"Does My Company Need a White Paper?" Four Different Answers
Marketing communications writers hear this question a lot. It's one of our favorites, right up there with "Does this dress make me look fat?" And, whereas there is no safe answer for the latter, there are several safe ones for the former.
But first, a bit of heresy: If you don't know what a white paper is, that's all right.
In fact, you may be better off not knowing too much about white papers, because it's not worth getting wrapped around the axle over a particular format, whether it's white papers, technical articles, Web content, micro-sites, e-books or technology overviews.
The thing to keep in mind is that you need to tell your story in a tone and format that will honor your ideal reader's intelligence and time.
If you're working with professional marketing communication writers, you should
be able to explain this and let them tell you whether the white paper format is
right for you.
That little heresy behind us, let's answer the title question, "Does my
company need a white paper?"
- "Yes, because our audience expects one." (In other words, pull.) The essence of marketing communication is to start and maintain a conversation with your customers, so you'd better converse on their level. If you've created a new enzyme and only 25 companies on earth have the expertise and market reach to buy it, their engineers will be keen to have a look under the hood. They will demonstrate that keenness by asking, "Can you send me a white paper on it?" A white paper detailing the technical, clinical and business benefits of your enzyme can do that.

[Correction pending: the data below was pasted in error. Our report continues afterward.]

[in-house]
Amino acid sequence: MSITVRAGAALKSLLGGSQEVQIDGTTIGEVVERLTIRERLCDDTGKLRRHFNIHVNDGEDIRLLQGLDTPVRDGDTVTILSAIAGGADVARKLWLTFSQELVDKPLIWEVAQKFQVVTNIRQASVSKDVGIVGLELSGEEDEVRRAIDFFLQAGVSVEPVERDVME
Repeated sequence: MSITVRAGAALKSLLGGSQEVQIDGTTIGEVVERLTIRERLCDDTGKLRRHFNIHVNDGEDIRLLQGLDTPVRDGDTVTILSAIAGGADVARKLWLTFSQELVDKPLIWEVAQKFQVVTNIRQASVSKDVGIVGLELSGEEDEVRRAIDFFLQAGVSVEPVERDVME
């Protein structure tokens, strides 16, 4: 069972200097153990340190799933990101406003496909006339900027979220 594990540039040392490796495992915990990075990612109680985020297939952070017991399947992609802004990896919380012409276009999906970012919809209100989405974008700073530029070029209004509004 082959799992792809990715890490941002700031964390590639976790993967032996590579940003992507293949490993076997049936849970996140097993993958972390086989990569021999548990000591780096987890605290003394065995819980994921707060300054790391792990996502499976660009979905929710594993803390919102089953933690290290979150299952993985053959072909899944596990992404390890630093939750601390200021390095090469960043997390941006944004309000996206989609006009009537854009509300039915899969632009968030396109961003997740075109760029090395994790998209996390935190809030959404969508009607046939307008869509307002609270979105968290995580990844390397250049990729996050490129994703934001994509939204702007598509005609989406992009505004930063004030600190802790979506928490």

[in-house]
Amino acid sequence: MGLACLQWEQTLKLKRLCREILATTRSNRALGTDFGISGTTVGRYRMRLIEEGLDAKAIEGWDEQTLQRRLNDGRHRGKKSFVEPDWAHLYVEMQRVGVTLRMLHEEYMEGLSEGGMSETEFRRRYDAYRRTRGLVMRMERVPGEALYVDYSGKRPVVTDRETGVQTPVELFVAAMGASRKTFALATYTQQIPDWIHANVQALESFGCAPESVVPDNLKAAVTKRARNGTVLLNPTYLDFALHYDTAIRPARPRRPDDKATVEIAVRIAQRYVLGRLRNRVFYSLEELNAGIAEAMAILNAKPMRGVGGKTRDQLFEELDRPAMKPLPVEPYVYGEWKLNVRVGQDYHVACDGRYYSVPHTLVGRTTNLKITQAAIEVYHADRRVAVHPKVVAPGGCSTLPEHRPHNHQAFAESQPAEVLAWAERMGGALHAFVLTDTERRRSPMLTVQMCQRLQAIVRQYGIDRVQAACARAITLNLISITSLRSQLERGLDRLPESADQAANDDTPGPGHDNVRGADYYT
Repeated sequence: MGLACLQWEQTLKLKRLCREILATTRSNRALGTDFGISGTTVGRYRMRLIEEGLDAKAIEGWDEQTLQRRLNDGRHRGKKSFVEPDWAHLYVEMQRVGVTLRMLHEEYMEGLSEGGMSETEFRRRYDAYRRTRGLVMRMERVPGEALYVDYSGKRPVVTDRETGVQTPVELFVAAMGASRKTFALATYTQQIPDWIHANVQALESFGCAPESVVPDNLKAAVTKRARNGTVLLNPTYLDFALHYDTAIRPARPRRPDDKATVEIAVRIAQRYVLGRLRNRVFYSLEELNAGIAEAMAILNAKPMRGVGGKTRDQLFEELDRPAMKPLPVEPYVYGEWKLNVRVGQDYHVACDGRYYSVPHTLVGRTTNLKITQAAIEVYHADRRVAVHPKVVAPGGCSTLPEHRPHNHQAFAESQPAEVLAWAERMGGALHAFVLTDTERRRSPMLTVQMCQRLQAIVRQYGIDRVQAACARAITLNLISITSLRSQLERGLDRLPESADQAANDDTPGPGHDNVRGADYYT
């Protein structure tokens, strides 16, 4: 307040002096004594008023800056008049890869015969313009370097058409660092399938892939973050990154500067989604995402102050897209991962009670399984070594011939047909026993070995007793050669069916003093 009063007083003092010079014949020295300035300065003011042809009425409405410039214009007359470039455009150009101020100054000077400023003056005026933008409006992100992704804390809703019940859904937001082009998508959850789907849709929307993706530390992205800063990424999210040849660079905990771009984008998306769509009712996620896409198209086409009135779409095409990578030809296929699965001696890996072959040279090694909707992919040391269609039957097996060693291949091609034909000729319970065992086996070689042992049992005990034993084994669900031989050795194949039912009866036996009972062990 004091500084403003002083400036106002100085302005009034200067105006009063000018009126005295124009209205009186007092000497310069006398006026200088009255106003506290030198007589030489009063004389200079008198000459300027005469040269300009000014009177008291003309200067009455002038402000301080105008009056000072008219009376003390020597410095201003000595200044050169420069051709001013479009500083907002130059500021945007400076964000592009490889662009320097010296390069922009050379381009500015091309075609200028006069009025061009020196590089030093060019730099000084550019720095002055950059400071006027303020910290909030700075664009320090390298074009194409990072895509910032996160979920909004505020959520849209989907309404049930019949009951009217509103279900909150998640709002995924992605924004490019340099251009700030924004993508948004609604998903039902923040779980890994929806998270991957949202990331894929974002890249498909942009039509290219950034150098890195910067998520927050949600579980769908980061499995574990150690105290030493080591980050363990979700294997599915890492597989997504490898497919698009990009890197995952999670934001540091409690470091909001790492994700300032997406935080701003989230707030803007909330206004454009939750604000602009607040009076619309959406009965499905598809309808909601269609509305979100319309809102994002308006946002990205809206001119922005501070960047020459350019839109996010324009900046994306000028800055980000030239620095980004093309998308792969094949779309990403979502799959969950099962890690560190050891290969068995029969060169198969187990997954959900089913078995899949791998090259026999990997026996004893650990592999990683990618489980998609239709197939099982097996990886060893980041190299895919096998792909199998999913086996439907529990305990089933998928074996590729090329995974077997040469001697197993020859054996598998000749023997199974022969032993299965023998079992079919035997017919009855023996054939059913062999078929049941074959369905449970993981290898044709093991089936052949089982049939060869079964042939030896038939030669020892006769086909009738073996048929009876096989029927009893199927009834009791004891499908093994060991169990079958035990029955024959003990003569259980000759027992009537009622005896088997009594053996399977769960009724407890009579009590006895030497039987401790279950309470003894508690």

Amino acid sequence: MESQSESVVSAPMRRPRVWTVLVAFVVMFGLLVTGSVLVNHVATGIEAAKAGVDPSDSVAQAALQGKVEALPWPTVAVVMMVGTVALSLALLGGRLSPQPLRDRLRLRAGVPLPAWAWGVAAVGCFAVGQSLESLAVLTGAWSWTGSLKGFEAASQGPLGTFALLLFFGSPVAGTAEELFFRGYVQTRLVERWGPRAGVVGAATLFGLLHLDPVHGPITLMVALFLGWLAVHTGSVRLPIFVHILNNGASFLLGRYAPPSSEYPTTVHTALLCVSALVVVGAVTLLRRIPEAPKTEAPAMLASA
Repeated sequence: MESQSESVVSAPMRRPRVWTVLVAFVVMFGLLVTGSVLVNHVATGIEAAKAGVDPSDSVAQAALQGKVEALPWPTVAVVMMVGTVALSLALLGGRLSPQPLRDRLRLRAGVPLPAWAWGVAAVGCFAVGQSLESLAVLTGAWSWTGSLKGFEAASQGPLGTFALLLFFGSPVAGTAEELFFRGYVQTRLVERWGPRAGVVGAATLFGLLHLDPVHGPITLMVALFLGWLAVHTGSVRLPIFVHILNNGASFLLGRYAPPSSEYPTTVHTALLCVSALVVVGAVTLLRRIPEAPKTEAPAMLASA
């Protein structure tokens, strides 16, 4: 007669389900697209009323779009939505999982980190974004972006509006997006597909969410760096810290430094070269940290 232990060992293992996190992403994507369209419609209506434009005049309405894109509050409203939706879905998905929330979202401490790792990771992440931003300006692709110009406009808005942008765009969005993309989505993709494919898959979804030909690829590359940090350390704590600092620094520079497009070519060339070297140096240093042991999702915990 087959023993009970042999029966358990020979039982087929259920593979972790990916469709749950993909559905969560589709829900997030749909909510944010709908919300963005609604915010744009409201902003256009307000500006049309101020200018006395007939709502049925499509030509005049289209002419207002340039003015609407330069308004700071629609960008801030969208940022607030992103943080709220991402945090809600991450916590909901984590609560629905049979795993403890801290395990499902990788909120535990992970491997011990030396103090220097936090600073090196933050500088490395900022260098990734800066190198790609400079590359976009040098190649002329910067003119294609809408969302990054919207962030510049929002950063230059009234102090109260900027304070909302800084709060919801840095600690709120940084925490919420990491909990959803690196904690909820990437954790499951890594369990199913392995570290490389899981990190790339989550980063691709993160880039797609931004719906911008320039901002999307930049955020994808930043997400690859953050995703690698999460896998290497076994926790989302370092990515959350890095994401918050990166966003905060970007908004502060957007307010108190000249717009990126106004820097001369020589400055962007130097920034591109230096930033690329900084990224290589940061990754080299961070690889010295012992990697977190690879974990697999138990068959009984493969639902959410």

- "Yes, because we want people to see how smart we are." (In other words, push.) If IBM is partnering with you for your natural language platform, and you want to describe how you're going to take over the translation world with them, you need a white paper. (If IBM is suing you over patent infringement, you don't need a white paper; you need a press release. And an attorney.) Be careful how you describe this partnership in your paper, however, because it's easy to get bogged down in the how-smart-we-are and lose sight of the reader's how-does-it-solve-my-problem. A good marketing writer will help you keep your balance.
- "No, because our audience doesn't expect one." Why would anybody at Gerber stand up in a meeting and state, "Obviously, we need a white paper on strained peas. Mommies will go crazy over it. Get to work on that, Bob." If your sales effort does not require education and persuasion in tandem, then you're probably better off with other marketing materials like brochures, direct mail, Websites and social media content.
- "No, because people don't like white papers anymore." Well, we're all seeing more evidence of that with each passing Website. The problem is that too many companies repurpose their brochure copy, lay it out differently, type "White Paper" on the cover, and put it onto their Website. Or, they fill 15 pages with windy descriptions of how smart they are and how smart you'll be if you buy their products, type "White Paper" in the heading, and put it onto their Website. Then, apparently to keep the content away from their competitors, they have the cheek to put the paper behind a form-fill. As a result, well-intended prospects visit the White Paper link on the Website and have their time and intelligence dishonored by someone's bad idea of valuable content. These companies do themselves a big disservice and the term "white paper" a bigger disservice, because people sour on the concept.
It's a good idea to keep white papers in mind. But often the better question to ask is "What kind of content does my company need to tell its story persuasively and engagingly?"
John White of venTAJA Marketing is a marketing communications writer for technology companies. He posts about technology writing from the perspective of the marketing manager. It's dirty work, but somebody has to do it. He also publishes a newsletter with more tips on working with your writers.
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